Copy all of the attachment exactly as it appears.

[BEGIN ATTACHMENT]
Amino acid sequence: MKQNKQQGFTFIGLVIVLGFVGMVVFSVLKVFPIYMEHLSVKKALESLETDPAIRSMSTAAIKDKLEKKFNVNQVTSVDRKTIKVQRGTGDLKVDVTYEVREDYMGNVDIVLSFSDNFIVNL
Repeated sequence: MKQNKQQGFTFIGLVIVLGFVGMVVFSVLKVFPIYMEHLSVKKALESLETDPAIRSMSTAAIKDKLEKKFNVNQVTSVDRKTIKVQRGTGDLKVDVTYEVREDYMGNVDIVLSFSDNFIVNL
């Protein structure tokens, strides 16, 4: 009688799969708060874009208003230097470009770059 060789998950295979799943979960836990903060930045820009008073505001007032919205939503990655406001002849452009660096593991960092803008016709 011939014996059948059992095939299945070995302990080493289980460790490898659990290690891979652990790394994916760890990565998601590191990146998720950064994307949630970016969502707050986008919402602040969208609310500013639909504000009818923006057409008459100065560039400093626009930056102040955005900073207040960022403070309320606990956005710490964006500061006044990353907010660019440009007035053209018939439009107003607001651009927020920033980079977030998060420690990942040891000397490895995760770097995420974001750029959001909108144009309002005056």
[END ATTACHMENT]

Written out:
Amino acid sequence: MKQNKQQGFTFIGLVIVLGFVGMVVFSVLKVFPIYMEHLSVKKALESLETDPAIRSMSTAAIKDKLEKKFNVNQVTSVDRKTIKVQRGTGDLKVDVTYEVREDYMGNVDIVLSFSDNFIVNL
Repeated sequence: MKQNKQQGFTFIGLVIVLGFVGMVVFSVLKVFPIYMEHLSVKKALESLETDPAIRSMSTAAIKDKLEKKFNVNQVTSVDRKTIKVQRGTGDLKVDVTYEVREDYMGNVDIVLSFSDNFIVNL
């Protein structure tokens, strides 16, 4: 009688799969708060874009208003230097470009770059 060789998950295979799943979960836990903060930045820009008073505001007032919205939503990655406001002849452009660096593991960092803008016709 011939014996059948059992095939299945070995302990080493289980460790490898659990290690891979652990790394994916760890990565998601590191990146998720950064994307949630970016969502707050986008919402602040969208609310500013639909504000009818923006057409008459100065560039400093626009930056102040955005900073207040960022403070309320606990956005710490964006500061006044990353907010660019440009007035053209018939439009107003607001651009927020920033980079977030998060420690990942040891000397490895995760770097995420974001750029959001909108144009309002005056």